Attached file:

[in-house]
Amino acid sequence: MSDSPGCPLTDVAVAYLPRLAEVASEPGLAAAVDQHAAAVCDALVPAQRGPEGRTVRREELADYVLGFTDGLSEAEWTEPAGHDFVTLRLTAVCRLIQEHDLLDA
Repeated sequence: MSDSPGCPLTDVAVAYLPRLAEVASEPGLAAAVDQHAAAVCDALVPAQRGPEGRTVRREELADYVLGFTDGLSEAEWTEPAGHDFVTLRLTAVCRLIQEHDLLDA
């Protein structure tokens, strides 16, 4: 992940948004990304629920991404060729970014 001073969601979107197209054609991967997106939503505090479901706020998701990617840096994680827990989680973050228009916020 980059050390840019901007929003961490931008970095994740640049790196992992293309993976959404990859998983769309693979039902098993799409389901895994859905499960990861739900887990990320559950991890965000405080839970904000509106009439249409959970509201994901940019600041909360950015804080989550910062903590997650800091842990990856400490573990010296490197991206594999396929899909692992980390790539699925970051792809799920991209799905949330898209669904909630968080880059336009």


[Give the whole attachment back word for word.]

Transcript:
[in-house]
Amino acid sequence: MSDSPGCPLTDVAVAYLPRLAEVASEPGLAAAVDQHAAAVCDALVPAQRGPEGRTVRREELADYVLGFTDGLSEAEWTEPAGHDFVTLRLTAVCRLIQEHDLLDA
Repeated sequence: MSDSPGCPLTDVAVAYLPRLAEVASEPGLAAAVDQHAAAVCDALVPAQRGPEGRTVRREELADYVLGFTDGLSEAEWTEPAGHDFVTLRLTAVCRLIQEHDLLDA
């Protein structure tokens, strides 16, 4: 992940948004990304629920991404060729970014 001073969601979107197209054609991967997106939503505090479901706020998701990617840096994680827990989680973050228009916020 980059050390840019901007929003961490931008970095994740640049790196992992293309993976959404990859998983769309693979039902098993799409389901895994859905499960990861739900887990990320559950991890965000405080839970904000509106009439249409959970509201994901940019600041909360950015804080989550910062903590997650800091842990990856400490573990010296490197991206594999396929899909692992980390790539699925970051792809799920991209799905949330898209669904909630968080880059336009």